With much of the border crisis conversation in recent years focusing on the legal situation surrounding children flooding the Mexico-U.S. border, one ascending figure goes underreported: the growing PTSD epidemic amongst migrant youth.
According to the Center for Gender and Refugee Studies, the number of unaccompanied children crossing the border from Mexico to the United States is set to increase dramatically. Thousands of minors as young as four spend months making the 1,000-mile journey from Central America, risking violence, abduction, hunger, harsh environments and death to escape hostilities in their home countries.
"We experienced a lack of water; many times we even had to eat grass," José Luis Zelaya, a former child migrant and now a PhD candidate at Texas A&M University, said on HuffPost Live. "We had to sleep in mountains, facing animals such as scorpions or snakes. Whenever it rains, there is not an umbrella. You just [have to] keep walking."
Zelaya, 27, made the dangerous journey from Honduras to Texas when he was just 13 years old. Although the physical toll he suffered was extreme -- he describes losing all of his toenails from the many miles of walking -- psychological trauma from both the "rampant violence" in his home country and the hardships of migration at such a young age would also leave its mark.
"The biggest issue we deal with is post-traumatic stress disorder," said Dr. Arturo Gonzalez, an Arizona-based pediatrician who treats child migrants. "They're physically fit, interestingly enough, but trauma is there."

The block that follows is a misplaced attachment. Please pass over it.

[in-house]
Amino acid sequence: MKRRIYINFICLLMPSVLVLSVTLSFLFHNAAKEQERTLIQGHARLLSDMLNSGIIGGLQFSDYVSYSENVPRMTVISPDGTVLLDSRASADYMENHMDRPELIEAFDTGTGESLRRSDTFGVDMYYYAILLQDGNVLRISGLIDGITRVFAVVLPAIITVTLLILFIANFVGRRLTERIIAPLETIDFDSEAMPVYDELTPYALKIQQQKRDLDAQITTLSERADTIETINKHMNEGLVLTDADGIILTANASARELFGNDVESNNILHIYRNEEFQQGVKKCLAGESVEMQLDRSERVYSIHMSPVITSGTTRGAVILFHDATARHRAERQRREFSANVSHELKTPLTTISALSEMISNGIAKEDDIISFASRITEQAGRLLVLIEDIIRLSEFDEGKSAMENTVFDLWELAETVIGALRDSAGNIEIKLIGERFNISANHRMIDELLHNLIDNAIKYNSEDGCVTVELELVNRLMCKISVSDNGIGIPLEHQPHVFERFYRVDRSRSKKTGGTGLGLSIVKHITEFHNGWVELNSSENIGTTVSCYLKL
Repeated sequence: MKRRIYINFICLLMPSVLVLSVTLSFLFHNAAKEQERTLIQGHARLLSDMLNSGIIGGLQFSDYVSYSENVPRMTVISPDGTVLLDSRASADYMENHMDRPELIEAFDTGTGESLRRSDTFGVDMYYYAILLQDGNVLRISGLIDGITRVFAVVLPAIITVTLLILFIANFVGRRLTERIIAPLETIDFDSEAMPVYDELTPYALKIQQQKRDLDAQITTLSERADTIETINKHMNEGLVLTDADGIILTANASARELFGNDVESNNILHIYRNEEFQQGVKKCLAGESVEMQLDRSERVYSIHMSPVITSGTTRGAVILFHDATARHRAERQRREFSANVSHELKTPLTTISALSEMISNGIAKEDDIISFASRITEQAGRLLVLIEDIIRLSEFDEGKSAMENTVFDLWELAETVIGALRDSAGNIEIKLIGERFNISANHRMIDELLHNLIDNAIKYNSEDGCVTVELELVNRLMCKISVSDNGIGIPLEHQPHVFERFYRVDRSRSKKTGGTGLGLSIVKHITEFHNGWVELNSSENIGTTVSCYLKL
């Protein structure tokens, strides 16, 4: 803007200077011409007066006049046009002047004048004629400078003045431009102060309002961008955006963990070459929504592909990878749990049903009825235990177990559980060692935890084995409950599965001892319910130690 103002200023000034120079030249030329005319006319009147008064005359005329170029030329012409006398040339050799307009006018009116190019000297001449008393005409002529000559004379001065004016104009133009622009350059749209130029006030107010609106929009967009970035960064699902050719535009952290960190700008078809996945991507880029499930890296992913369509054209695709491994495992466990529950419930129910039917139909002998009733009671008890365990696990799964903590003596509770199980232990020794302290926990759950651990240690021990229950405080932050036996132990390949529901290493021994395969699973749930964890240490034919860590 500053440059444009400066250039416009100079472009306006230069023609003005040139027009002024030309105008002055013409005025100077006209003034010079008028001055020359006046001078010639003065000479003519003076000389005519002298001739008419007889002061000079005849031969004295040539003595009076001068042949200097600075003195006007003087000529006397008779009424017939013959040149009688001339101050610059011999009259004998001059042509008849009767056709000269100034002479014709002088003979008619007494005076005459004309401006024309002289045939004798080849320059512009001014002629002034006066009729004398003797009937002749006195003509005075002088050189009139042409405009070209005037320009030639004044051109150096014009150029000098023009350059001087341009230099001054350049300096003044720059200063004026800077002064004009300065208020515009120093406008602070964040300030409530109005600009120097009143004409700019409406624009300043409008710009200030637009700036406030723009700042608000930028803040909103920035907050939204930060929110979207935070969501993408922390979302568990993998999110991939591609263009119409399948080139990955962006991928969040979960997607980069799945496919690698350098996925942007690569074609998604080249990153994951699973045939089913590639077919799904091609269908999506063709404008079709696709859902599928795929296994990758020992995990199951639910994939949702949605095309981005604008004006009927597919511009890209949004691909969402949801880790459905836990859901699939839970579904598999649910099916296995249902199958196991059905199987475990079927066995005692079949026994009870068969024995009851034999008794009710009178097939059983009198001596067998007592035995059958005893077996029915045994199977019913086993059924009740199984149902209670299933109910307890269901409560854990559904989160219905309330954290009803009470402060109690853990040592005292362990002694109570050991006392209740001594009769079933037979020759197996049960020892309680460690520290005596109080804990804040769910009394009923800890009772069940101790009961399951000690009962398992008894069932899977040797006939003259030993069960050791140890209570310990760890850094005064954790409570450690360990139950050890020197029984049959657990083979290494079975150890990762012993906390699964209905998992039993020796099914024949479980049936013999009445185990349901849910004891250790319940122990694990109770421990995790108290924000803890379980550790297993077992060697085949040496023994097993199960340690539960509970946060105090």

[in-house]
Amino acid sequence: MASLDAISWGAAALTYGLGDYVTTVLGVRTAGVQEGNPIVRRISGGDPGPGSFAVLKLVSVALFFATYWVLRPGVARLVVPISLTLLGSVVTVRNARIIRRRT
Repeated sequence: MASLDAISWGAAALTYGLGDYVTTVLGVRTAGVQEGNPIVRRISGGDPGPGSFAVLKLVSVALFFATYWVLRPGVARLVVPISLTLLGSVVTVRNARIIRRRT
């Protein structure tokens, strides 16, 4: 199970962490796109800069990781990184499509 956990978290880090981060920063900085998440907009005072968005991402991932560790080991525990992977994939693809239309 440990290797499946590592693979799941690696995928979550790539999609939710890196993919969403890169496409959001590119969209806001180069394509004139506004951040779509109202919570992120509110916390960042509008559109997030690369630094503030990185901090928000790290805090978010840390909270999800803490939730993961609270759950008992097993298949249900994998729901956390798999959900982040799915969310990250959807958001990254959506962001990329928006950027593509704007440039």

Children who manage to make it to the border and attempt to cross illegally are often held in detention centers, essentially jails with unsuitable conditions for young kids.
"The whole system is not made for children. That's what's really shocking -- to have 30, 40 kids, little girls, in a room together by themselves," Executive Vice President and COO of Save the Children Carlos Carrazana told HuffPost Live. "I believe the border patrol is doing the best they can. They are just not equipped to handle the crisis."
These young migrants face other roadblocks in their transition, such as strict security measures, lack of legal knowledge and language barriers. Investing in their health and rehabilitation may help more to follow the same path as Zelaya, who reunited with his family in Texas and was able to pursue a successful education.
"If we give these children the resources and they treat them the way I've been treated, they too can become what I've become," Zelaya told HuffPost Live. "I'm just an example. This is what America is all about."
Watch the full conversation on the trauma of migration for young people in the video above.
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